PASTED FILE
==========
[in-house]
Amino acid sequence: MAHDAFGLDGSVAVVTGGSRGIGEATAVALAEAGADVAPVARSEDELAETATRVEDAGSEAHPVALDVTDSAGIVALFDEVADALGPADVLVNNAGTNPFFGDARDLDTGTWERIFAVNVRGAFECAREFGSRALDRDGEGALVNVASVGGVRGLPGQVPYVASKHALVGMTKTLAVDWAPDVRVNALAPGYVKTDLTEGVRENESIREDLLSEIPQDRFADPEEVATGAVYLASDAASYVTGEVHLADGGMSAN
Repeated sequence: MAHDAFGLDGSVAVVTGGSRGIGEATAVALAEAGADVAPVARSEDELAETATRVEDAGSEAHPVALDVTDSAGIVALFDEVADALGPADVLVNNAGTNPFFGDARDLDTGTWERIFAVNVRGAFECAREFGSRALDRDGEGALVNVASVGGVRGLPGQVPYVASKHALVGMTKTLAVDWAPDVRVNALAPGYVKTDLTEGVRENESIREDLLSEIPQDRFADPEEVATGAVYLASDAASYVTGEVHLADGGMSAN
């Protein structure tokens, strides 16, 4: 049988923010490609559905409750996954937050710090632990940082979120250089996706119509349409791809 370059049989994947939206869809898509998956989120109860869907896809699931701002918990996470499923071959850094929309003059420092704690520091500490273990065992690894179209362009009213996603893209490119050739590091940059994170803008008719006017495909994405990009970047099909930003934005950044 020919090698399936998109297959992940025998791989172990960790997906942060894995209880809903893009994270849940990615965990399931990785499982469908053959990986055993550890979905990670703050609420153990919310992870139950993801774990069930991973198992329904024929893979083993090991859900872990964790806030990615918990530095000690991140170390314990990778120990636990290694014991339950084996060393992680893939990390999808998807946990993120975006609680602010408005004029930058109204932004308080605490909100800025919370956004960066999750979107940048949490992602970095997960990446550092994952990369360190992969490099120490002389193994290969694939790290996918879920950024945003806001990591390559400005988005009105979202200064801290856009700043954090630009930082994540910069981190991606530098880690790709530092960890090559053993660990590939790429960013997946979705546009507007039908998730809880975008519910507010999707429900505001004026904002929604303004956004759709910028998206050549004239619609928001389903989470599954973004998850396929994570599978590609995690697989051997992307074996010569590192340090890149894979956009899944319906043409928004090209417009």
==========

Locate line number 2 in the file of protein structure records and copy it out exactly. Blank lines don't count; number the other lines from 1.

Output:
Amino acid sequence: MAHDAFGLDGSVAVVTGGSRGIGEATAVALAEAGADVAPVARSEDELAETATRVEDAGSEAHPVALDVTDSAGIVALFDEVADALGPADVLVNNAGTNPFFGDARDLDTGTWERIFAVNVRGAFECAREFGSRALDRDGEGALVNVASVGGVRGLPGQVPYVASKHALVGMTKTLAVDWAPDVRVNALAPGYVKTDLTEGVRENESIREDLLSEIPQDRFADPEEVATGAVYLASDAASYVTGEVHLADGGMSAN